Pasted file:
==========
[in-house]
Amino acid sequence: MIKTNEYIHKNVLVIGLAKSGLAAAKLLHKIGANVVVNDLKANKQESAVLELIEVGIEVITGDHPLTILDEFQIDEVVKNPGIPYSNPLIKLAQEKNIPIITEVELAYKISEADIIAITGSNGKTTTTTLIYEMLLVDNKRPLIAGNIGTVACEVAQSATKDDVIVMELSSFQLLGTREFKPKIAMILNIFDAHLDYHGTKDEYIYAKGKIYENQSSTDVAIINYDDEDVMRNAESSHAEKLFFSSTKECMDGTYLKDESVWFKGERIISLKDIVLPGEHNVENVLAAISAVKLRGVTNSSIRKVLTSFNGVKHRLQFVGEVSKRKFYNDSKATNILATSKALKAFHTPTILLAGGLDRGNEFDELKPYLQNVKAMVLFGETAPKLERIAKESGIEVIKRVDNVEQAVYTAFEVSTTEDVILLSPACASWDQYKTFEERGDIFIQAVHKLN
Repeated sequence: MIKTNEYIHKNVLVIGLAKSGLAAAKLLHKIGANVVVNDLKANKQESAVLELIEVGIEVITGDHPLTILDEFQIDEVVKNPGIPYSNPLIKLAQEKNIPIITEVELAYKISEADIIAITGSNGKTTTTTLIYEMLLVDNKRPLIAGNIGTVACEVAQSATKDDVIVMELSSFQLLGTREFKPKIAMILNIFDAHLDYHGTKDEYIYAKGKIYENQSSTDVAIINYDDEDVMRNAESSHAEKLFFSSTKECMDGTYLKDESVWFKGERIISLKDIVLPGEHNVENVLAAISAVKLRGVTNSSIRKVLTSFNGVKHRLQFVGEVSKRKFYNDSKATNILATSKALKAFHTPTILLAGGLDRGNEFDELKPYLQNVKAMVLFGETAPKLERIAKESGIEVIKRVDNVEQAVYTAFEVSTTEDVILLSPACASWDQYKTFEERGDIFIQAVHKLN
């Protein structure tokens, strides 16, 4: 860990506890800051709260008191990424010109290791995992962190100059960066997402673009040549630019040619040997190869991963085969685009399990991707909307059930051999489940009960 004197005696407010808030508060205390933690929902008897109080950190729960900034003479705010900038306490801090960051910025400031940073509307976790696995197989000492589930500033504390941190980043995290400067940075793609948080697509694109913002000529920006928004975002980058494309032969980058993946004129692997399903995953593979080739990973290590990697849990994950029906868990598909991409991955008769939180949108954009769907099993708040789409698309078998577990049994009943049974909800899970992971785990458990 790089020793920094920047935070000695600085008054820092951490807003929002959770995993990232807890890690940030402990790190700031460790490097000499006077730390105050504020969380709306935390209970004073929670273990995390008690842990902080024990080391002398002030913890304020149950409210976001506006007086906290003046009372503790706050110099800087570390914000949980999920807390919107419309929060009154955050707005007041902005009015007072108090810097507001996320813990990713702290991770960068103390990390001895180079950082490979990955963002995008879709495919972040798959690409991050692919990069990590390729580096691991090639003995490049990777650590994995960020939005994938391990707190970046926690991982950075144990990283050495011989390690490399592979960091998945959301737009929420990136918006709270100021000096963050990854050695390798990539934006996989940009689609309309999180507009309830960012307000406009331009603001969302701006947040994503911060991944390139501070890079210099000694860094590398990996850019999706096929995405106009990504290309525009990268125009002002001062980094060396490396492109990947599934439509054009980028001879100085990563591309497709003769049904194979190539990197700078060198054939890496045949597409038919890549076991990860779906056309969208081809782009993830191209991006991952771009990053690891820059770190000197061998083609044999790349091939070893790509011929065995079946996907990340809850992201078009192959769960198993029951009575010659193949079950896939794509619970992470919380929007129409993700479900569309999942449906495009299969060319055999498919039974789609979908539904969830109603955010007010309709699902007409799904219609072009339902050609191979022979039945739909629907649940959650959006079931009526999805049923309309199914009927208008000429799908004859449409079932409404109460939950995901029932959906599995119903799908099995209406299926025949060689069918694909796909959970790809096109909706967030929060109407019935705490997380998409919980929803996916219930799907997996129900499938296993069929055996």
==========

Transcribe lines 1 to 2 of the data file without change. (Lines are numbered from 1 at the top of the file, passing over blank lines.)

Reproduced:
[in-house]
Amino acid sequence: MIKTNEYIHKNVLVIGLAKSGLAAAKLLHKIGANVVVNDLKANKQESAVLELIEVGIEVITGDHPLTILDEFQIDEVVKNPGIPYSNPLIKLAQEKNIPIITEVELAYKISEADIIAITGSNGKTTTTTLIYEMLLVDNKRPLIAGNIGTVACEVAQSATKDDVIVMELSSFQLLGTREFKPKIAMILNIFDAHLDYHGTKDEYIYAKGKIYENQSSTDVAIINYDDEDVMRNAESSHAEKLFFSSTKECMDGTYLKDESVWFKGERIISLKDIVLPGEHNVENVLAAISAVKLRGVTNSSIRKVLTSFNGVKHRLQFVGEVSKRKFYNDSKATNILATSKALKAFHTPTILLAGGLDRGNEFDELKPYLQNVKAMVLFGETAPKLERIAKESGIEVIKRVDNVEQAVYTAFEVSTTEDVILLSPACASWDQYKTFEERGDIFIQAVHKLN